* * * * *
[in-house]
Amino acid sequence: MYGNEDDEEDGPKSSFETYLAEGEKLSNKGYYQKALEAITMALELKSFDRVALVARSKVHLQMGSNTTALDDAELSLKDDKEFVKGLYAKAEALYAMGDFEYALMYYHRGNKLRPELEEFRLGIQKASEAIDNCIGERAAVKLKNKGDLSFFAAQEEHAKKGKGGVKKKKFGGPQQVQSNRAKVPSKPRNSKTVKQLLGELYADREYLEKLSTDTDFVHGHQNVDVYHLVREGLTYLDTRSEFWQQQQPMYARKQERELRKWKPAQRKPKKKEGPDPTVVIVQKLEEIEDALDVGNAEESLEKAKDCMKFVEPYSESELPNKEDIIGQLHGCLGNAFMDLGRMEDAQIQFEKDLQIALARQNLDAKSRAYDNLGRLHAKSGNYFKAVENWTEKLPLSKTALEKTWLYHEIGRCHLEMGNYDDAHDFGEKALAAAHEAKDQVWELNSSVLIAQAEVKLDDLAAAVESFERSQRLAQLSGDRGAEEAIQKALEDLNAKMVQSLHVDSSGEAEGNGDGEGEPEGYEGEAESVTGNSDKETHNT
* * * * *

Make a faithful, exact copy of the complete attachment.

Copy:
[in-house]
Amino acid sequence: MYGNEDDEEDGPKSSFETYLAEGEKLSNKGYYQKALEAITMALELKSFDRVALVARSKVHLQMGSNTTALDDAELSLKDDKEFVKGLYAKAEALYAMGDFEYALMYYHRGNKLRPELEEFRLGIQKASEAIDNCIGERAAVKLKNKGDLSFFAAQEEHAKKGKGGVKKKKFGGPQQVQSNRAKVPSKPRNSKTVKQLLGELYADREYLEKLSTDTDFVHGHQNVDVYHLVREGLTYLDTRSEFWQQQQPMYARKQERELRKWKPAQRKPKKKEGPDPTVVIVQKLEEIEDALDVGNAEESLEKAKDCMKFVEPYSESELPNKEDIIGQLHGCLGNAFMDLGRMEDAQIQFEKDLQIALARQNLDAKSRAYDNLGRLHAKSGNYFKAVENWTEKLPLSKTALEKTWLYHEIGRCHLEMGNYDDAHDFGEKALAAAHEAKDQVWELNSSVLIAQAEVKLDDLAAAVESFERSQRLAQLSGDRGAEEAIQKALEDLNAKMVQSLHVDSSGEAEGNGDGEGEPEGYEGEAESVTGNSDKETHNT